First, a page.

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Mom says mail-order pharmacy goes overboard with privacy rules

Posted April 23, 2010

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— A Moore County woman said the mail-order pharmacy she uses recently refused to refill her 12-year-old son's prescriptions without his approval.

Keith Alvarez takes several medications to treat Tourette's Syndrome and attention-deficit disorder, but when his mother wanted to refill his prescriptions by phone, Express Scripts, the mail-order pharmacy, wouldn't give her a list of his medications.

Express Scripts Firm cites privacy rules in refusing to talk to mother

"Although I'm the legal guardian, they will not speak to me about my son's medications over the phone," Gretchen Alvarez said.

Whenever she asked to speak with an Express Scripts supervisor, they would ask to speak with Keith for his authorization, Alvarez said.

"I did remind him that he was a minor, and he explained that that was OK," she said, adding that she asked what would happen if her son had been a baby. "He said, 'Well, if your son couldn't speak, then of course we'd speak to you.'"

Express Scripts spokesman Thom Gross said the company "zealously safeguards" the privacy of every patient, but he couldn't cite a specific policy about the release of medical information for children.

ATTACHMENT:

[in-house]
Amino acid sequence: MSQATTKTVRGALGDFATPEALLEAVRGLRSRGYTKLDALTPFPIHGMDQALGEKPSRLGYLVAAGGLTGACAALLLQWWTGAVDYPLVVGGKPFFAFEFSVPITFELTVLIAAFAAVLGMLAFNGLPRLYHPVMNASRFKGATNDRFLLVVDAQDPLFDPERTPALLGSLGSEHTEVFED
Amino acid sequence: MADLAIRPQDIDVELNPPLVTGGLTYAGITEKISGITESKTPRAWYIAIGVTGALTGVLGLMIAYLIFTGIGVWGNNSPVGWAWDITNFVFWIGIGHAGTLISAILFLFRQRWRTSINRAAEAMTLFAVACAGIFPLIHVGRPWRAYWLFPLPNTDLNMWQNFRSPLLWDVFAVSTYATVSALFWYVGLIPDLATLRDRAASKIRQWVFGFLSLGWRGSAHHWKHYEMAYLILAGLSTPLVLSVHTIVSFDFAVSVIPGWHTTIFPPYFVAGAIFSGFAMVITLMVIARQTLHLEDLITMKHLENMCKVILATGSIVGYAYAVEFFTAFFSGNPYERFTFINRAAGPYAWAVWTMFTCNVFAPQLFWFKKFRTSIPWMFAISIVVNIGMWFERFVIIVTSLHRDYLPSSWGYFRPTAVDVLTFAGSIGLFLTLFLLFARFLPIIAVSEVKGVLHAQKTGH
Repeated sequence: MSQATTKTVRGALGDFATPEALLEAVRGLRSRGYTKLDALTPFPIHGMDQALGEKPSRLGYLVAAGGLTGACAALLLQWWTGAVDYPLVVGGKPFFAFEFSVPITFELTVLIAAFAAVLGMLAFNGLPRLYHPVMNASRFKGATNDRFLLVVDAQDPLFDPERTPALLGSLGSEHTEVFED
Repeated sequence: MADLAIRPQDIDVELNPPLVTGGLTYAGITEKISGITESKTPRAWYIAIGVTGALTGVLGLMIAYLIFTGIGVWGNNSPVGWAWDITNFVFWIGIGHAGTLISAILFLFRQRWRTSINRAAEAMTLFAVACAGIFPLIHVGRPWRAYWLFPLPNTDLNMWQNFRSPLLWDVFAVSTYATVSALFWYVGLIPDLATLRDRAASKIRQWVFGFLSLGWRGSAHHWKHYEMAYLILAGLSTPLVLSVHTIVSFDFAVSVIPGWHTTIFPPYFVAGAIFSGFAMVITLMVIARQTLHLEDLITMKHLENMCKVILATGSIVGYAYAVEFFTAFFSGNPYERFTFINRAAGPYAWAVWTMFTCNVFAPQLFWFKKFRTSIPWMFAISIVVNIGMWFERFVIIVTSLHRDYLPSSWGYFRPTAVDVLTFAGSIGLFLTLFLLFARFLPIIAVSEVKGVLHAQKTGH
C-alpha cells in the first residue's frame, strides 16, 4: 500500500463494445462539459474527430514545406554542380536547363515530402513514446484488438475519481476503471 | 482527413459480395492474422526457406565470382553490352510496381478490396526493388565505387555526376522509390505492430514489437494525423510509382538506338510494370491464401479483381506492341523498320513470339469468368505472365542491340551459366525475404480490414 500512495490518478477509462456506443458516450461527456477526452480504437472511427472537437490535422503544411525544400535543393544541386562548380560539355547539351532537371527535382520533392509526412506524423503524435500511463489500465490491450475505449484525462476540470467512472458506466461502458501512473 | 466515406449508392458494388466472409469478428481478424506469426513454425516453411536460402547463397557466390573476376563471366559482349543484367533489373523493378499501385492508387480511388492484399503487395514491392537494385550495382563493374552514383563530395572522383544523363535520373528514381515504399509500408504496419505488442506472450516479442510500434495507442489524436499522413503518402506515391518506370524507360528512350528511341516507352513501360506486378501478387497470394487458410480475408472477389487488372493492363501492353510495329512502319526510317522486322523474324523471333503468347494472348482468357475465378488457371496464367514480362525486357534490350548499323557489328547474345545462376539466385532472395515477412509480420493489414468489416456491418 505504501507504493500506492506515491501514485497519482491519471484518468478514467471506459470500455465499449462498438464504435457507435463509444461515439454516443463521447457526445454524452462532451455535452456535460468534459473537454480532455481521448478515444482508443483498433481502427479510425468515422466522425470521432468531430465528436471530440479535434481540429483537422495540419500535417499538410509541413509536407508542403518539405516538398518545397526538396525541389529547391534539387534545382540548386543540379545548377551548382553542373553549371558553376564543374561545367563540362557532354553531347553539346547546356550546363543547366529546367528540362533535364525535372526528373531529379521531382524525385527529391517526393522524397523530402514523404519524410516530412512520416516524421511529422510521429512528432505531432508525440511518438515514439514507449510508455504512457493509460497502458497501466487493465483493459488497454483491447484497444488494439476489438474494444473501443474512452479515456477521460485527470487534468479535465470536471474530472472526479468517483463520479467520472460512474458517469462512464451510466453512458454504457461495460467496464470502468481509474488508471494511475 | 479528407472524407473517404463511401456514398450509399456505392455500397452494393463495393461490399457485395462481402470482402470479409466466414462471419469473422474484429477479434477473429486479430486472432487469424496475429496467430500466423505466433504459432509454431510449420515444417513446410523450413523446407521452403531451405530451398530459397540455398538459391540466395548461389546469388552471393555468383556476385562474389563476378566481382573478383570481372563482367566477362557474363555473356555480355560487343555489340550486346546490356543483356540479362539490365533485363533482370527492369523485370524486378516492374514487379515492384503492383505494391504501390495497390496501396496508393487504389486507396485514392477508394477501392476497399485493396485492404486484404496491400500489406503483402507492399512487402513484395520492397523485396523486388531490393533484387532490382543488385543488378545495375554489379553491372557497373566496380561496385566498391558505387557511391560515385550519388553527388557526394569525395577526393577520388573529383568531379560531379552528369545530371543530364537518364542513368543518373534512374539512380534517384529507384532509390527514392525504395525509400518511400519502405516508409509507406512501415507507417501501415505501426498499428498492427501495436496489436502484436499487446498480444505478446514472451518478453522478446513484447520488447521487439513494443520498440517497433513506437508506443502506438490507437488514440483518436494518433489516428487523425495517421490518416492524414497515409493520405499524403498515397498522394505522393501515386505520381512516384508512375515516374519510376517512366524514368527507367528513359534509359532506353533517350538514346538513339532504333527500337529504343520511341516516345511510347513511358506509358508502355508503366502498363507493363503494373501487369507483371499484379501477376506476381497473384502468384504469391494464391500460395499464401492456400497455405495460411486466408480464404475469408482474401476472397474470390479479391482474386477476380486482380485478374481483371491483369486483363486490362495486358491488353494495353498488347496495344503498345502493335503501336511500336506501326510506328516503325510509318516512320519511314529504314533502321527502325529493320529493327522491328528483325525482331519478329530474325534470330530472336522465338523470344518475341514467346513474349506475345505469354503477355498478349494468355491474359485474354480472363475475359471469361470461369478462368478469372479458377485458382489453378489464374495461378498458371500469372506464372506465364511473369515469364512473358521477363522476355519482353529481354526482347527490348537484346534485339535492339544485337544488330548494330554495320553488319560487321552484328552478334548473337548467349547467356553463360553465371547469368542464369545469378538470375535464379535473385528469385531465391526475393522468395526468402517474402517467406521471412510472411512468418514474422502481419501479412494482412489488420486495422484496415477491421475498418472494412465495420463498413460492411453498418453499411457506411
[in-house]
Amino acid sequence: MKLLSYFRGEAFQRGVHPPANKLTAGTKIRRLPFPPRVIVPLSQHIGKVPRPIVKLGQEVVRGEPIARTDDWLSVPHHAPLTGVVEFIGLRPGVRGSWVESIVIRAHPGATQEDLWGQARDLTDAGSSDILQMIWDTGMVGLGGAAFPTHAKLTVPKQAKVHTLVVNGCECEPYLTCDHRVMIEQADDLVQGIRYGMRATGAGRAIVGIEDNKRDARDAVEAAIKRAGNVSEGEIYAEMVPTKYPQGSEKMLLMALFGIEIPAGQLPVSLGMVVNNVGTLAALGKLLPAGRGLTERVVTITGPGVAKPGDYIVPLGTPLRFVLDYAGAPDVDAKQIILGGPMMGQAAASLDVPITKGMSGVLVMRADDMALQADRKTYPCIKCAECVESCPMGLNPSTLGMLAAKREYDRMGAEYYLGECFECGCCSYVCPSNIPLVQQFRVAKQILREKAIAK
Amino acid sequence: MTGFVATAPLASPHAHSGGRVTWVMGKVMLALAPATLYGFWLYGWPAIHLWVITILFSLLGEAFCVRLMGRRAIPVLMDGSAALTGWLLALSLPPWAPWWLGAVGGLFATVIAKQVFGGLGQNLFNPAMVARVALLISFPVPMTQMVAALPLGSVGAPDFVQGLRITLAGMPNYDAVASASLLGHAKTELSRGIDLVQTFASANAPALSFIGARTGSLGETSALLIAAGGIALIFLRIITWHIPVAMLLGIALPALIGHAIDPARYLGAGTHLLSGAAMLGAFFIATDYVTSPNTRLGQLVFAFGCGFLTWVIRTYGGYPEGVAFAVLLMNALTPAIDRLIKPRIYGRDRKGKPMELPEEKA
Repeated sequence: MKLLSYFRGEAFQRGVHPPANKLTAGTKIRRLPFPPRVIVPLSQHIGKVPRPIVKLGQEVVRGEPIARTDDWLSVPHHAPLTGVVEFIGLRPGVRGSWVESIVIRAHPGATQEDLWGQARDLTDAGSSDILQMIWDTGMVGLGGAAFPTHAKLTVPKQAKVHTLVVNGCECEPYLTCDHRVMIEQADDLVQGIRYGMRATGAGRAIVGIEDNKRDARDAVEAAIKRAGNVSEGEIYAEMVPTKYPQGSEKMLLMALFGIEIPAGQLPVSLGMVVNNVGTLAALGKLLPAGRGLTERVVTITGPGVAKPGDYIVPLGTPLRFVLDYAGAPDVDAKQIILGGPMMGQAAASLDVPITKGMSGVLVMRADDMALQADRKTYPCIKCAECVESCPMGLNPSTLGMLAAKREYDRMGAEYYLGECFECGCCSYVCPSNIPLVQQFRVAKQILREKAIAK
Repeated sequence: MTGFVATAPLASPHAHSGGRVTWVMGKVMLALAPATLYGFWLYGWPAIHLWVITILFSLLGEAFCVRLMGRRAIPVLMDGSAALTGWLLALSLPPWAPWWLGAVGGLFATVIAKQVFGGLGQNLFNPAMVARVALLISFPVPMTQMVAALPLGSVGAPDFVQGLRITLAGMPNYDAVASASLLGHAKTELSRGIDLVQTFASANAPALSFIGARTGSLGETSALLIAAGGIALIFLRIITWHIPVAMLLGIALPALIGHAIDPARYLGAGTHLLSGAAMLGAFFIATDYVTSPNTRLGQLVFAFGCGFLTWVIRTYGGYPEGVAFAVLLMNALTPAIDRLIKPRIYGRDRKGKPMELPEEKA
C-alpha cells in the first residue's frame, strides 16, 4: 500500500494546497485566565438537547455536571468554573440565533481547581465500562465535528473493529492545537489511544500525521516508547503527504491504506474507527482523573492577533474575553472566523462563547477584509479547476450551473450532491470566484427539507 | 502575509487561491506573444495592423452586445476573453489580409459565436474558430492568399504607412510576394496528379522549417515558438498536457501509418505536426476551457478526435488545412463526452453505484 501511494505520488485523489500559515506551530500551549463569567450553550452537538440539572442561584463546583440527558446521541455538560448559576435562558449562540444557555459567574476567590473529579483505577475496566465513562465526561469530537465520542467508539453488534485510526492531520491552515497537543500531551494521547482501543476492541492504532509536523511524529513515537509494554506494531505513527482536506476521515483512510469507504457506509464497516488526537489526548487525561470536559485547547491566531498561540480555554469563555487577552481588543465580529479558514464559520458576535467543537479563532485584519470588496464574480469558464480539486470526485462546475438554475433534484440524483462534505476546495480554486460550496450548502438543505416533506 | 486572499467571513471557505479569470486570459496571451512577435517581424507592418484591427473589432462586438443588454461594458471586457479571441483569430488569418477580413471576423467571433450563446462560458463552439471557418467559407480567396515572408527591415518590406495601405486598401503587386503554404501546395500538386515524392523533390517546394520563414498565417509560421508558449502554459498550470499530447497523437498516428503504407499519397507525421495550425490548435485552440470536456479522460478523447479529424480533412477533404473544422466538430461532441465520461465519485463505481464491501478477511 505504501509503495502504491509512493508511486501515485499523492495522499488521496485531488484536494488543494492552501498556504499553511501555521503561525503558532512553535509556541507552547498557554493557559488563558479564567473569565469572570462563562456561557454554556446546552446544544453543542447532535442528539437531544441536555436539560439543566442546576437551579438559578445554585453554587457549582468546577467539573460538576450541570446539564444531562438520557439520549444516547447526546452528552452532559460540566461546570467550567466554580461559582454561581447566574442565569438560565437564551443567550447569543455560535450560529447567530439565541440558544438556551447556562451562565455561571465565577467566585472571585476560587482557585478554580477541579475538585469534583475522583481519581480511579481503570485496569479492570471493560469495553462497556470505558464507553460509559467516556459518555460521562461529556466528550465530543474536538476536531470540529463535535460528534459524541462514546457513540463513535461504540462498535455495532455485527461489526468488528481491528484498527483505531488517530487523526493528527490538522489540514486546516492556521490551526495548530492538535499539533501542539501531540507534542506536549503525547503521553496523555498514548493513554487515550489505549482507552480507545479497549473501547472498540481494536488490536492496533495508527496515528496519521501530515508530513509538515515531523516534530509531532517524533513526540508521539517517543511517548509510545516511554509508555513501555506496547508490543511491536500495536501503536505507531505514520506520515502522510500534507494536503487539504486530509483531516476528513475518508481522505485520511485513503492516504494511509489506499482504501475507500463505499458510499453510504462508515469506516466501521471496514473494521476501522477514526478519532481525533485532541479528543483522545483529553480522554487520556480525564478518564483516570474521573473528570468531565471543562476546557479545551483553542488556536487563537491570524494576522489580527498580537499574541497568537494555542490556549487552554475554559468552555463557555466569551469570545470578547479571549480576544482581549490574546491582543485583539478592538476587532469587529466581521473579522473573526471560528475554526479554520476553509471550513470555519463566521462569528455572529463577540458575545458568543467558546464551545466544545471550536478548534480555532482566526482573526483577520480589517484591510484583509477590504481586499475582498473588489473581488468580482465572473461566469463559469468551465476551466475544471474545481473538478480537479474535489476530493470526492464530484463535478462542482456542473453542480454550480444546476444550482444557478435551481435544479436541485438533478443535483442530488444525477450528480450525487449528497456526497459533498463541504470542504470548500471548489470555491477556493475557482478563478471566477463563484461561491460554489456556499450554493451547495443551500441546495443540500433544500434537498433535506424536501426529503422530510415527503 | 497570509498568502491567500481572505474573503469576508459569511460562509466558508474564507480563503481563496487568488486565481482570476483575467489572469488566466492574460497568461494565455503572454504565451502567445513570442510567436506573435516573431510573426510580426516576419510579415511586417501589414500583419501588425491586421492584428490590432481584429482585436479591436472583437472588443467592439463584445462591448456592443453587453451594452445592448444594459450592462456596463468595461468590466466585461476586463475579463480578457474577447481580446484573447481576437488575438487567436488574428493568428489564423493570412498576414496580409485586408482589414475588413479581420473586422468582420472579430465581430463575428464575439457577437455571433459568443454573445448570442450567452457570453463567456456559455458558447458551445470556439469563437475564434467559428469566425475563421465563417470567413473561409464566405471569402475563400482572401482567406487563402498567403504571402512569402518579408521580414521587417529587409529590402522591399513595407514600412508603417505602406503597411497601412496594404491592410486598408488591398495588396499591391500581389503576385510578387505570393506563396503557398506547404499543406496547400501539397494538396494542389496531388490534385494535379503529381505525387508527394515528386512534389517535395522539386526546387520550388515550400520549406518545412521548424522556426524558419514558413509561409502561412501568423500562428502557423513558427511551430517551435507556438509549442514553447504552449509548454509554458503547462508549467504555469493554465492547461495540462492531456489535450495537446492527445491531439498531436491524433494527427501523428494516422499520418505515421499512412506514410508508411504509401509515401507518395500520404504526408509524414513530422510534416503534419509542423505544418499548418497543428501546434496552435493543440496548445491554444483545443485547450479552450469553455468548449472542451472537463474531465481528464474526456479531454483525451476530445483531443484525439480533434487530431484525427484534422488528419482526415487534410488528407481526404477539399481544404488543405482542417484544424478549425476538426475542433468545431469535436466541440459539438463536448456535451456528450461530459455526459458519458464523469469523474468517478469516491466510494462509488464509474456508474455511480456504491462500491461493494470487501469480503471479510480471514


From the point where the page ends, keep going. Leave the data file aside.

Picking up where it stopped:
Federal patient privacy guidelines are stringent, and Express Scripts employees are routinely coached on how to correctly apply the rules, Gross said.

Under patient privacy rules in the Health Insurance Portability and Accountability Act, also known as HIPAA, parents are treated as personal representatives of patients under age 18. A medical provider can withhold information from a parent if abuse or neglect is suspected, however.

After weeks of battling with Express Scripts, Alvarez said, the company now will discuss her son's medications with her over the phone as long as she identifies them herself. She cannot ask for a list from the company.

"We have acknowledged our errors, apologized to (the Alvarezes) and detailed steps we have taken to remedy the situation," Gross said.

Alvarez said she still feels the company isn't treating her right. "One thing slips my mind, and I feel my rights as a parent have been taken away," she said.

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